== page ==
According to Norse mythology, ‘Valhalla’ refers to the palace in which heroes killed in battle were believed to celebrate with the God Odin for all eternity. It stands for paradise or heaven, which is exactly what you will find when diving into the Norwegian fjords.
Of course, there is a catch. If you want to enter the ‘Fields of Eden’ in Norway, you will have to overcome the challenge of the icy waters. Diving in waters ranging between 5 and 12 degrees C can certainly be unimaginable for many.
Why expose yourself to so much unpleasantness? The best rewards are said to come from stepping out of the comfort zone and striving to do or learn something new. We promise that once you get the hang of it, the payoff will far exceed your expectations. What lays underneath could even make you get a taste for the cold, like a great diving warrior.
Fortunately, there are tools to make this mission easier and more comfortable to accomplish; starting, of course, with drysuits.
Unlike wetsuits, drysuits are filled with air, so it’s important to learn how to control them, along with your buoyancy.
If you’ve already mastered your drysuit skills, what are you waiting for to go diving in Norway? If, on the other hand, you haven’t done it yet, you can take the PADI dry-suit course — and let the fun begin!
Still not quite sure? Maybe seeing the exotic places where we dived there will make you change your mind.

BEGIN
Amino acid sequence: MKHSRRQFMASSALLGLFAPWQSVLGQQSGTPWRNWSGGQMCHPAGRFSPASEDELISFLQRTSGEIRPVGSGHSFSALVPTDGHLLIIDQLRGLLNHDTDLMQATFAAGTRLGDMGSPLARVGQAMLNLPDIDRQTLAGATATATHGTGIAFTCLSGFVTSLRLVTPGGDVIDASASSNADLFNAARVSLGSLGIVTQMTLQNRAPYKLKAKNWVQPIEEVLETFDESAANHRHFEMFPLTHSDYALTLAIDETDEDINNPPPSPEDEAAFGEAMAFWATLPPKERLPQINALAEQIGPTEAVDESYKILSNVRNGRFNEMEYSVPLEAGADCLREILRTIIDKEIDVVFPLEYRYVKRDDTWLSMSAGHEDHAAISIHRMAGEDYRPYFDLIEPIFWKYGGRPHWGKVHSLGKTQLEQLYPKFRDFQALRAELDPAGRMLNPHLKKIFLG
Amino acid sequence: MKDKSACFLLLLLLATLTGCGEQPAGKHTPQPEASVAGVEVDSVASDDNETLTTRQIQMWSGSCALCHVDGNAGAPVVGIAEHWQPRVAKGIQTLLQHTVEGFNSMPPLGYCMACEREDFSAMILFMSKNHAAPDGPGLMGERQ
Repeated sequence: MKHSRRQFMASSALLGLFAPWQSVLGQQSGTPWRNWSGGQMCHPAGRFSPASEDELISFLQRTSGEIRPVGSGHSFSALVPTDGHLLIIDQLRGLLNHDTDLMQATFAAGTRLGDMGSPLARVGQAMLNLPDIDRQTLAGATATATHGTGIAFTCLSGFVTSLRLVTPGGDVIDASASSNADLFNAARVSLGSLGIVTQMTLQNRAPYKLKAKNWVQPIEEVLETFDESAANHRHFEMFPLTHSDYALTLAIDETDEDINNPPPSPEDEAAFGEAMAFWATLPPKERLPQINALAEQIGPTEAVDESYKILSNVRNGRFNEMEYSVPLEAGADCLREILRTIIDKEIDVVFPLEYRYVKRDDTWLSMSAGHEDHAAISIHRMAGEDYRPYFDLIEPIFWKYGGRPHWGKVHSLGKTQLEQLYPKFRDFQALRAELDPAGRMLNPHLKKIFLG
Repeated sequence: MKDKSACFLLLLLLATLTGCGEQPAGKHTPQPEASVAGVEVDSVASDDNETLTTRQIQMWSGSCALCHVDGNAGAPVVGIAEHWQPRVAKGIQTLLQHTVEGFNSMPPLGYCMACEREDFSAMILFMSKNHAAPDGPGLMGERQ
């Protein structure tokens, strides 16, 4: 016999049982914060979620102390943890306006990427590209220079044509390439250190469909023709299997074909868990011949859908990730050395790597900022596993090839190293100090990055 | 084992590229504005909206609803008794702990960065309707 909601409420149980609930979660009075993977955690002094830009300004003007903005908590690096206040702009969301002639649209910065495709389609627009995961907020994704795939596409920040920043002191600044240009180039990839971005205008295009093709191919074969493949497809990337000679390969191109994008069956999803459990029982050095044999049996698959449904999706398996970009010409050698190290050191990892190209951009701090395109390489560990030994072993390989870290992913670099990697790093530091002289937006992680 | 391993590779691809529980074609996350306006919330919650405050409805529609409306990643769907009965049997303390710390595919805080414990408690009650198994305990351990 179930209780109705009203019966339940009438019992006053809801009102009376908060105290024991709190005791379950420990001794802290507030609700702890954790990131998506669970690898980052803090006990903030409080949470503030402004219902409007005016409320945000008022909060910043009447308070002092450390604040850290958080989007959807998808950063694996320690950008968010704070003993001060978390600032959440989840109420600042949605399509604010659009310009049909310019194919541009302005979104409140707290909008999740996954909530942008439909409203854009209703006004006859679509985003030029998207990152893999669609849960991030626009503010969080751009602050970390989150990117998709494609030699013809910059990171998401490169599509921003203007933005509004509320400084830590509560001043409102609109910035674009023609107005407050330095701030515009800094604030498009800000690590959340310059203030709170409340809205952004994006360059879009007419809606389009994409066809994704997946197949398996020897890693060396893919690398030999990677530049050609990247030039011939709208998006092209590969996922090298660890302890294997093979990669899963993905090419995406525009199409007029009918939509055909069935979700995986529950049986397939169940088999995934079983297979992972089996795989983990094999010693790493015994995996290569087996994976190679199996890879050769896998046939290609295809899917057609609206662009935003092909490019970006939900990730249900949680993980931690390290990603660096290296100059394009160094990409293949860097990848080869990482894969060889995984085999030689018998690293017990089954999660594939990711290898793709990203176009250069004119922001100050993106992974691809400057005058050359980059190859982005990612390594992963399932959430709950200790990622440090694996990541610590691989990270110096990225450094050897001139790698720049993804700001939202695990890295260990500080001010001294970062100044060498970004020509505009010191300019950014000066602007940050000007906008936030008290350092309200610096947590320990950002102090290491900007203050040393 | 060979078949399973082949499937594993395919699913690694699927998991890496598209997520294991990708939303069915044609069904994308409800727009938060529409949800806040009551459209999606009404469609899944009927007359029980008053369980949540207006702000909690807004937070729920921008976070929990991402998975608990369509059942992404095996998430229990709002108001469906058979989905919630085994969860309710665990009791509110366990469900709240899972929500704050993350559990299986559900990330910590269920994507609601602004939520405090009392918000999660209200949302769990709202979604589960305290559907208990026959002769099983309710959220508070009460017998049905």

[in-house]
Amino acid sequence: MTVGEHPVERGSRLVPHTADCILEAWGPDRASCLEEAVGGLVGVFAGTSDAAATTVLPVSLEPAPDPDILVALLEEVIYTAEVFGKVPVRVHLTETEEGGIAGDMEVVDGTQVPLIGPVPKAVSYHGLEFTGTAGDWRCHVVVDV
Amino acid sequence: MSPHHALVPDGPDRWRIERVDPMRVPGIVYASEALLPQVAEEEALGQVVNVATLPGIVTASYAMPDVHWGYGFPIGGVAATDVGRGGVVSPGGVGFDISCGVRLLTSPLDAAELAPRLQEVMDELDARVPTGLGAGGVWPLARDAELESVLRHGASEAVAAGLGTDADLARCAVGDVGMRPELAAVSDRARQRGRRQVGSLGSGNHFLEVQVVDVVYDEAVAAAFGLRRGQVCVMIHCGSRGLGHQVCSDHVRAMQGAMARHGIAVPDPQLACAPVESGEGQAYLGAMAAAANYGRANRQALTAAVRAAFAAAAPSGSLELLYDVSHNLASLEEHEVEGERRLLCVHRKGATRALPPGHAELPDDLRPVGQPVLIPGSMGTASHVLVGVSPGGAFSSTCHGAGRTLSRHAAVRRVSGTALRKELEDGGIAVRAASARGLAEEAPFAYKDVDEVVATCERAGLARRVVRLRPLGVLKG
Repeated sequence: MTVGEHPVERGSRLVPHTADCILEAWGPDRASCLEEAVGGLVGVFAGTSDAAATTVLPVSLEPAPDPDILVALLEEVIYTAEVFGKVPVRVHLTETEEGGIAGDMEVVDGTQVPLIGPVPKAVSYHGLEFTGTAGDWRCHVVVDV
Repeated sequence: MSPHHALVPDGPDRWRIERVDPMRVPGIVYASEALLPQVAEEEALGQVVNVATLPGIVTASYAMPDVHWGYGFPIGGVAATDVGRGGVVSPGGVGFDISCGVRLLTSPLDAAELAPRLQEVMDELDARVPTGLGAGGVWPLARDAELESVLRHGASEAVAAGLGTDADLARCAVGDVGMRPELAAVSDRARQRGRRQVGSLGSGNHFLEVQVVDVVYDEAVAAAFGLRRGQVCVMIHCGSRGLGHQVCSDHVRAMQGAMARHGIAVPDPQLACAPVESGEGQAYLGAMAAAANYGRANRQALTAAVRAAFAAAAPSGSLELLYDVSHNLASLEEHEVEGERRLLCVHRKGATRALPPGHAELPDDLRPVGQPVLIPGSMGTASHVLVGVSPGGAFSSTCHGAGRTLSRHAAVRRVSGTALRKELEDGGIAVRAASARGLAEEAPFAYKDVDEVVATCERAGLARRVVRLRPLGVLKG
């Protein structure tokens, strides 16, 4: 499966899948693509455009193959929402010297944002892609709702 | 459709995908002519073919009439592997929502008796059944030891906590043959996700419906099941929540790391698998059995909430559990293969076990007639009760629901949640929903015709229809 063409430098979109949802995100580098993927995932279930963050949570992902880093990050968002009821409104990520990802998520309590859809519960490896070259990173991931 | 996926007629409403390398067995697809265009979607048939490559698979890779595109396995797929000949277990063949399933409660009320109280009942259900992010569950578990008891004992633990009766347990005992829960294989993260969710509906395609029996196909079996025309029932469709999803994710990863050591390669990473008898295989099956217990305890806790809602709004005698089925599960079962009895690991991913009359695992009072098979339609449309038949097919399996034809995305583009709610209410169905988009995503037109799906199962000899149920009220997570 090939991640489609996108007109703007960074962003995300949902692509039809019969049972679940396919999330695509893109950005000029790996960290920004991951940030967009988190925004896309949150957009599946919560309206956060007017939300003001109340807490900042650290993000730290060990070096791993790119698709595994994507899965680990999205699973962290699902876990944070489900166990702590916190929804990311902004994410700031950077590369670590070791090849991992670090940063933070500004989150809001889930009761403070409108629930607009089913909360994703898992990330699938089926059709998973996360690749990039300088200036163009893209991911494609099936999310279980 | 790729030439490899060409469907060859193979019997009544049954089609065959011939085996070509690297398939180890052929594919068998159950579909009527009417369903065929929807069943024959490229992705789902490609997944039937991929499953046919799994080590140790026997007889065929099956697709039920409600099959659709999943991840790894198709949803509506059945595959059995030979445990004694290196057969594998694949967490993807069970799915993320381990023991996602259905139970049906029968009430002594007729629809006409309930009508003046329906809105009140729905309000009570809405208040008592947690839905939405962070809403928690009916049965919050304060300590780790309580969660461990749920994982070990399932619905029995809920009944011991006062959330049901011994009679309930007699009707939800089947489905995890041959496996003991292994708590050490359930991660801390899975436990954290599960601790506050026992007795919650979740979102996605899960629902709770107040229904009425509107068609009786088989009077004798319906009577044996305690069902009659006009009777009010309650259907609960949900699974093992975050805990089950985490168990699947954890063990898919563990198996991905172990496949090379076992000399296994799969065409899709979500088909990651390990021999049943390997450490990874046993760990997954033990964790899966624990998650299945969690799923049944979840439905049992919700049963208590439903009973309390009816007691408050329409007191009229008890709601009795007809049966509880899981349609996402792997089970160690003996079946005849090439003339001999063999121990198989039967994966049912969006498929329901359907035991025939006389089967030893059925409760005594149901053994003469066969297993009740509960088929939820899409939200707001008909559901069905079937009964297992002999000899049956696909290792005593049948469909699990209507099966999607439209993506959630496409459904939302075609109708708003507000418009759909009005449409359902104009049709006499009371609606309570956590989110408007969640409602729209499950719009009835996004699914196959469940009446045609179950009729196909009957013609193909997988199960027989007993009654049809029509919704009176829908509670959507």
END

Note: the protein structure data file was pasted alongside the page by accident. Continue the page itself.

Arendal is one of the most important coastal shipping centres of Norway. With our passage through the place with the Sustainable Tour, we were able to dive with Arendal Undervannsklubb.
Not only did we marvel at the exotic kelp forest, we also witnessed the recovery of ‘ghost cages’ by the club members. These settle to the bottom when fishermen lose them, trapping and killing marine life without purpose.
It is wonderful to see divers taking part in initiatives to protect our playground!
Dalsøyra is an old fishing village that exclusively hides a gem for diving and relaxation: Gulen Dive Resort!
The dive center is right next to the accommodation and to enter the water it is only necessary to walk a few meters. Very convenient!
It is a peaceful place away from society, with undisturbed views. But don’t let this fool you, you will find a lot of fun too! You can have a beer at the ‘200-bar’ and enjoy the view from the jacuzzi after some great dives. Is there a better way to end the day?
The city of Kristiansund is spread across several islands, off the Norwegian coast. To get around, people use a very special means of public transport: the Sundbåten ferry service. It claims to be ‘world’s oldest public transport service in uninterrupted use’.
At the site, the Kristiansund Dykkerklubb accompanied us to dive in a place that felt like we were submerged on another planet.
Passing through a tunnel formed by a huge kelp forest, hides a surreal world full of giant crabs and what to our eyes seemed prehistoric species.
Saltstraumen is a small strait with one of the strongest tidal currents in the world. It is located in the municipality of Bodø in Nordland county.
We were amazed by the beauty and richness of the underwater life on NORD&NE home reef. There was so much to see that our eyes didn’t know where to focus.
Seriously, LOTS of marine life!
Finally, for those who still have some concerns about diving in Scandinavia, we want to highlight the exemplary way in which Clubs, Associations and Dive Centres followed safety standards when diving.